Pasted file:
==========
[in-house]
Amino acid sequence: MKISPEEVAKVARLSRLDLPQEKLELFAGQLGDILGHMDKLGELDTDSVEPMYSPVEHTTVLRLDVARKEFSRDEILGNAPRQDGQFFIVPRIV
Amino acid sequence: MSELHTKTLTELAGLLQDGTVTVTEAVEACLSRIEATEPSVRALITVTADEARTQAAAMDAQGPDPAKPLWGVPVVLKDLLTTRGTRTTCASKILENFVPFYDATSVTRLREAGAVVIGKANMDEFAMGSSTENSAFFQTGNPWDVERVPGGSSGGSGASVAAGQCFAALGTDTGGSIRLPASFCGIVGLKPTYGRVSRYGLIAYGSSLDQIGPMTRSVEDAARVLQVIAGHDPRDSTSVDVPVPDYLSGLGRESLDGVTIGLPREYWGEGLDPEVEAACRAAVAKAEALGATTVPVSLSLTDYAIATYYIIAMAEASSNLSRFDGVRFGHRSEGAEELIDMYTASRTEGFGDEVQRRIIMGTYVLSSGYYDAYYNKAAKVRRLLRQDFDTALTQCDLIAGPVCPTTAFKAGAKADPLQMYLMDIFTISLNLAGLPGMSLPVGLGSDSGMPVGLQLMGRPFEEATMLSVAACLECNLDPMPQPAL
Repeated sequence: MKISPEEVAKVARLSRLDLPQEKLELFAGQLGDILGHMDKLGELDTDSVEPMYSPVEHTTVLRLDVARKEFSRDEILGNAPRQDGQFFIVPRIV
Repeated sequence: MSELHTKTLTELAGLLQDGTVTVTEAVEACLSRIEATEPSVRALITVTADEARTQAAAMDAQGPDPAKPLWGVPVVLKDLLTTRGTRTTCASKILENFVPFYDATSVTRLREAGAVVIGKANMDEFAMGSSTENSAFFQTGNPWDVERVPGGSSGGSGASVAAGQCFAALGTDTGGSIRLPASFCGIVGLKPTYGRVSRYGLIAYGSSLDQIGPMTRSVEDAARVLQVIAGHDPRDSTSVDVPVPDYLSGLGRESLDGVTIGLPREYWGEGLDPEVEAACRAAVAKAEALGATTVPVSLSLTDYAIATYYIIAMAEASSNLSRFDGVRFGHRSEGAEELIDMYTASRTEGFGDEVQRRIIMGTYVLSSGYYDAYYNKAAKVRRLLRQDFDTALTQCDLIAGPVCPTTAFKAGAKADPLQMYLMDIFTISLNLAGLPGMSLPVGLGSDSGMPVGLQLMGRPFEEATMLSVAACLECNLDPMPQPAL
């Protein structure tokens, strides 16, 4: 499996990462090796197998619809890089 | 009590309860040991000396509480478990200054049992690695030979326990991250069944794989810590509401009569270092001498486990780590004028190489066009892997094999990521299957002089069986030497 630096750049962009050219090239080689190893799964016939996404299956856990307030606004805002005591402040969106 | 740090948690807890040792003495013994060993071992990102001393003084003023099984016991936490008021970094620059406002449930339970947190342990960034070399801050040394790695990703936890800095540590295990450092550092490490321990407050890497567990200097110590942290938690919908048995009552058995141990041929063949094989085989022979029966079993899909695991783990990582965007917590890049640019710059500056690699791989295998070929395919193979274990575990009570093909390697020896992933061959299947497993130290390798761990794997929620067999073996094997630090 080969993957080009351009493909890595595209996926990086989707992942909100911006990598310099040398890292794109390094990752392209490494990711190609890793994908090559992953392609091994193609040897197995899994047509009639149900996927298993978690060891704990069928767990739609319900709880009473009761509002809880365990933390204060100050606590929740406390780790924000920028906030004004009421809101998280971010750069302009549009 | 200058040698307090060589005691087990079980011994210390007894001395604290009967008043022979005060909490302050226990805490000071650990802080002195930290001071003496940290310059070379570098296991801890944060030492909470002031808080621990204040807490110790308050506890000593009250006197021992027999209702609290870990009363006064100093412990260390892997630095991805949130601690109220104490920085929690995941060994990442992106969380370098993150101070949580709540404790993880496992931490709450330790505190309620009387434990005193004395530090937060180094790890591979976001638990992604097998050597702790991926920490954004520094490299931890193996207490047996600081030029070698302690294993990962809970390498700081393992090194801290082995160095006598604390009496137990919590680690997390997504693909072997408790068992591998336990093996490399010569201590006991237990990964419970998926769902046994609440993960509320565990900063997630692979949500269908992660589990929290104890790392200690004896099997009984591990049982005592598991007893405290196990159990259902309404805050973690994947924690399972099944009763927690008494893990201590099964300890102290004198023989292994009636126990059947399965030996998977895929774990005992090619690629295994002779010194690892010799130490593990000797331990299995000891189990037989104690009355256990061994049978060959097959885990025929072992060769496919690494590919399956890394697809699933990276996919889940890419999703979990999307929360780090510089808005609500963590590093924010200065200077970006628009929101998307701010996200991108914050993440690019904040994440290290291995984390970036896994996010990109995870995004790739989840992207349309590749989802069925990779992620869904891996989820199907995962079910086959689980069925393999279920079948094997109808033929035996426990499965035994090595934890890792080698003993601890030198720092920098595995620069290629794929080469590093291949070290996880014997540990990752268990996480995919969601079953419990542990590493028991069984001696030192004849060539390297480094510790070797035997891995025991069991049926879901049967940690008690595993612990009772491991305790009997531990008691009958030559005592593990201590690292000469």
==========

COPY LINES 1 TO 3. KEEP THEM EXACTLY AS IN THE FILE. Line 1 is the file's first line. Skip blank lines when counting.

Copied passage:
[in-house]
Amino acid sequence: MKISPEEVAKVARLSRLDLPQEKLELFAGQLGDILGHMDKLGELDTDSVEPMYSPVEHTTVLRLDVARKEFSRDEILGNAPRQDGQFFIVPRIV
Amino acid sequence: MSELHTKTLTELAGLLQDGTVTVTEAVEACLSRIEATEPSVRALITVTADEARTQAAAMDAQGPDPAKPLWGVPVVLKDLLTTRGTRTTCASKILENFVPFYDATSVTRLREAGAVVIGKANMDEFAMGSSTENSAFFQTGNPWDVERVPGGSSGGSGASVAAGQCFAALGTDTGGSIRLPASFCGIVGLKPTYGRVSRYGLIAYGSSLDQIGPMTRSVEDAARVLQVIAGHDPRDSTSVDVPVPDYLSGLGRESLDGVTIGLPREYWGEGLDPEVEAACRAAVAKAEALGATTVPVSLSLTDYAIATYYIIAMAEASSNLSRFDGVRFGHRSEGAEELIDMYTASRTEGFGDEVQRRIIMGTYVLSSGYYDAYYNKAAKVRRLLRQDFDTALTQCDLIAGPVCPTTAFKAGAKADPLQMYLMDIFTISLNLAGLPGMSLPVGLGSDSGMPVGLQLMGRPFEEATMLSVAACLECNLDPMPQPAL